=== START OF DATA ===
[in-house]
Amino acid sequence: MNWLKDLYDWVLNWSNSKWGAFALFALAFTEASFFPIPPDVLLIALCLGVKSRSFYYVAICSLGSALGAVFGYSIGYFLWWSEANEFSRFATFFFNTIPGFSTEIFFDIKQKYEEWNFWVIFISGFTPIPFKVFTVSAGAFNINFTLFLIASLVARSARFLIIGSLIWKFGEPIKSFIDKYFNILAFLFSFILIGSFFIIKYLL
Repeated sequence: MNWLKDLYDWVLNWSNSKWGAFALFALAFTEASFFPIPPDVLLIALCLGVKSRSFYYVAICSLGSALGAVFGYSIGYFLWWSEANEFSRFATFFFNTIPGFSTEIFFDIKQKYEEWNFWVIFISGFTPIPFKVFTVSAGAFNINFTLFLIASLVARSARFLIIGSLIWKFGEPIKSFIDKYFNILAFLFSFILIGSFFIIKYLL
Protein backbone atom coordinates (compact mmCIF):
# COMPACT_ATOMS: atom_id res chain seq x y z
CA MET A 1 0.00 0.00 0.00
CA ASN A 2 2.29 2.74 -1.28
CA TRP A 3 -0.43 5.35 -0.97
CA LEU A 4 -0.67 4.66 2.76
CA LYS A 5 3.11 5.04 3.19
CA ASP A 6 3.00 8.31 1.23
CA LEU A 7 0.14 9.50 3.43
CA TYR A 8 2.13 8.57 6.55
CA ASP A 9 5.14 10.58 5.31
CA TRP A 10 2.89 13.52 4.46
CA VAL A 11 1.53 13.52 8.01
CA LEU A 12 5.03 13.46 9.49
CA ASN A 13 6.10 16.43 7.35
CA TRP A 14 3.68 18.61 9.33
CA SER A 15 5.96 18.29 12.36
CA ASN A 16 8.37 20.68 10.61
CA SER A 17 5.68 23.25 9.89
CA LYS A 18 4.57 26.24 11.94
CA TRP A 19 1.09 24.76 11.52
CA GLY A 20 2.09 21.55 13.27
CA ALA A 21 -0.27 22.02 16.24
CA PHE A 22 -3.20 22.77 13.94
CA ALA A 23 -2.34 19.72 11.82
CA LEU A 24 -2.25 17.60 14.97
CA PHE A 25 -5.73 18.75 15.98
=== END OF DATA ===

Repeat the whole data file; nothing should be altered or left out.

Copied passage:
[in-house]
Amino acid sequence: MNWLKDLYDWVLNWSNSKWGAFALFALAFTEASFFPIPPDVLLIALCLGVKSRSFYYVAICSLGSALGAVFGYSIGYFLWWSEANEFSRFATFFFNTIPGFSTEIFFDIKQKYEEWNFWVIFISGFTPIPFKVFTVSAGAFNINFTLFLIASLVARSARFLIIGSLIWKFGEPIKSFIDKYFNILAFLFSFILIGSFFIIKYLL
Repeated sequence: MNWLKDLYDWVLNWSNSKWGAFALFALAFTEASFFPIPPDVLLIALCLGVKSRSFYYVAICSLGSALGAVFGYSIGYFLWWSEANEFSRFATFFFNTIPGFSTEIFFDIKQKYEEWNFWVIFISGFTPIPFKVFTVSAGAFNINFTLFLIASLVARSARFLIIGSLIWKFGEPIKSFIDKYFNILAFLFSFILIGSFFIIKYLL
Protein backbone atom coordinates (compact mmCIF):
# COMPACT_ATOMS: atom_id res chain seq x y z
CA MET A 1 0.00 0.00 0.00
CA ASN A 2 2.29 2.74 -1.28
CA TRP A 3 -0.43 5.35 -0.97
CA LEU A 4 -0.67 4.66 2.76
CA LYS A 5 3.11 5.04 3.19
CA ASP A 6 3.00 8.31 1.23
CA LEU A 7 0.14 9.50 3.43
CA TYR A 8 2.13 8.57 6.55
CA ASP A 9 5.14 10.58 5.31
CA TRP A 10 2.89 13.52 4.46
CA VAL A 11 1.53 13.52 8.01
CA LEU A 12 5.03 13.46 9.49
CA ASN A 13 6.10 16.43 7.35
CA TRP A 14 3.68 18.61 9.33
CA SER A 15 5.96 18.29 12.36
CA ASN A 16 8.37 20.68 10.61
CA SER A 17 5.68 23.25 9.89
CA LYS A 18 4.57 26.24 11.94
CA TRP A 19 1.09 24.76 11.52
CA GLY A 20 2.09 21.55 13.27
CA ALA A 21 -0.27 22.02 16.24
CA PHE A 22 -3.20 22.77 13.94
CA ALA A 23 -2.34 19.72 11.82
CA LEU A 24 -2.25 17.60 14.97
CA PHE A 25 -5.73 18.75 15.98